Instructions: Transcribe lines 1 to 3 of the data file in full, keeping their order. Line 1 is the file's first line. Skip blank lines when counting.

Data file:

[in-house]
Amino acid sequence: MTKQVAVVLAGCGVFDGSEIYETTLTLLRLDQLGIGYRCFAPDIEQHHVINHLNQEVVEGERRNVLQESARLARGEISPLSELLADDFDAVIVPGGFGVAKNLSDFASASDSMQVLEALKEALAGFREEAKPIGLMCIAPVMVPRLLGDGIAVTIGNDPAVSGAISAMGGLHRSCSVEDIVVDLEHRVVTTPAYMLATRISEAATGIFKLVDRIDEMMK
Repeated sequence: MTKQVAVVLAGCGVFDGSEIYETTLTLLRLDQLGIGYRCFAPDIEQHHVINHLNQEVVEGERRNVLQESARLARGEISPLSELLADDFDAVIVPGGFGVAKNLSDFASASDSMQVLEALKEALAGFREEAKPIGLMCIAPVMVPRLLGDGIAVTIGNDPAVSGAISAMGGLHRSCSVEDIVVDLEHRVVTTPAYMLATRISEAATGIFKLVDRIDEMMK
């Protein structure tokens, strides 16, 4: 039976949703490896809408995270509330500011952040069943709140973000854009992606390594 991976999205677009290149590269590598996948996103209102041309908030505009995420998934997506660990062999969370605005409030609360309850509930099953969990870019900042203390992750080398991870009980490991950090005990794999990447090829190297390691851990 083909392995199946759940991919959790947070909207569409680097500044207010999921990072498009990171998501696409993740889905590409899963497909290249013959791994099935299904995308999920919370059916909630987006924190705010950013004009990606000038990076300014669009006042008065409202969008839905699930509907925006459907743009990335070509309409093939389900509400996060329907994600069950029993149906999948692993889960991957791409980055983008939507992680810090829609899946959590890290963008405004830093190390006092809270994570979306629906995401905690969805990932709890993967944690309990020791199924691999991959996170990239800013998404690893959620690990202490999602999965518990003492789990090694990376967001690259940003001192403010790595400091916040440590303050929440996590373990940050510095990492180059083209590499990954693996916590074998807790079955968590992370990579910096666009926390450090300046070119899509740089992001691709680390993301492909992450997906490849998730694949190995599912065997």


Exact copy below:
[in-house]
Amino acid sequence: MTKQVAVVLAGCGVFDGSEIYETTLTLLRLDQLGIGYRCFAPDIEQHHVINHLNQEVVEGERRNVLQESARLARGEISPLSELLADDFDAVIVPGGFGVAKNLSDFASASDSMQVLEALKEALAGFREEAKPIGLMCIAPVMVPRLLGDGIAVTIGNDPAVSGAISAMGGLHRSCSVEDIVVDLEHRVVTTPAYMLATRISEAATGIFKLVDRIDEMMK
Repeated sequence: MTKQVAVVLAGCGVFDGSEIYETTLTLLRLDQLGIGYRCFAPDIEQHHVINHLNQEVVEGERRNVLQESARLARGEISPLSELLADDFDAVIVPGGFGVAKNLSDFASASDSMQVLEALKEALAGFREEAKPIGLMCIAPVMVPRLLGDGIAVTIGNDPAVSGAISAMGGLHRSCSVEDIVVDLEHRVVTTPAYMLATRISEAATGIFKLVDRIDEMMK